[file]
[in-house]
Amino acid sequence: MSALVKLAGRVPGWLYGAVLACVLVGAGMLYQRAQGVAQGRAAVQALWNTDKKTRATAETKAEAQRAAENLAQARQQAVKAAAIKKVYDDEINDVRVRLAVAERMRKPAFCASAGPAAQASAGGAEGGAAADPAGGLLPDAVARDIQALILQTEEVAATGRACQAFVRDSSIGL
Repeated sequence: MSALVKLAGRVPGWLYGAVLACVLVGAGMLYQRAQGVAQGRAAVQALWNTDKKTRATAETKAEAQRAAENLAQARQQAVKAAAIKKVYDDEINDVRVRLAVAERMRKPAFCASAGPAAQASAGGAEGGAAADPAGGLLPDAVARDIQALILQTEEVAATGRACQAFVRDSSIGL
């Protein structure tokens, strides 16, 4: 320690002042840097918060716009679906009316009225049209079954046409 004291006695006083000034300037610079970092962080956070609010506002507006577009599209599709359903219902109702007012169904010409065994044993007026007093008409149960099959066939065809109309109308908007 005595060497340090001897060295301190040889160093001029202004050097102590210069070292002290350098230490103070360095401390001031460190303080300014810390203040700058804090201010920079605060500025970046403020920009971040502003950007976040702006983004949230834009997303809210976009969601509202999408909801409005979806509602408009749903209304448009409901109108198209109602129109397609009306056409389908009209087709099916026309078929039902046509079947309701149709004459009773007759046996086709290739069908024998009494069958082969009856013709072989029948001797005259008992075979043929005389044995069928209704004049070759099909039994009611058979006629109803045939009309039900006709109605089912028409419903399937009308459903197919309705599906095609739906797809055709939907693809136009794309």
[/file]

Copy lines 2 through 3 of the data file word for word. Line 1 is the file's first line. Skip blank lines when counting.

Amino acid sequence: MSALVKLAGRVPGWLYGAVLACVLVGAGMLYQRAQGVAQGRAAVQALWNTDKKTRATAETKAEAQRAAENLAQARQQAVKAAAIKKVYDDEINDVRVRLAVAERMRKPAFCASAGPAAQASAGGAEGGAAADPAGGLLPDAVARDIQALILQTEEVAATGRACQAFVRDSSIGL
Repeated sequence: MSALVKLAGRVPGWLYGAVLACVLVGAGMLYQRAQGVAQGRAAVQALWNTDKKTRATAETKAEAQRAAENLAQARQQAVKAAAIKKVYDDEINDVRVRLAVAERMRKPAFCASAGPAAQASAGGAEGGAAADPAGGLLPDAVARDIQALILQTEEVAATGRACQAFVRDSSIGL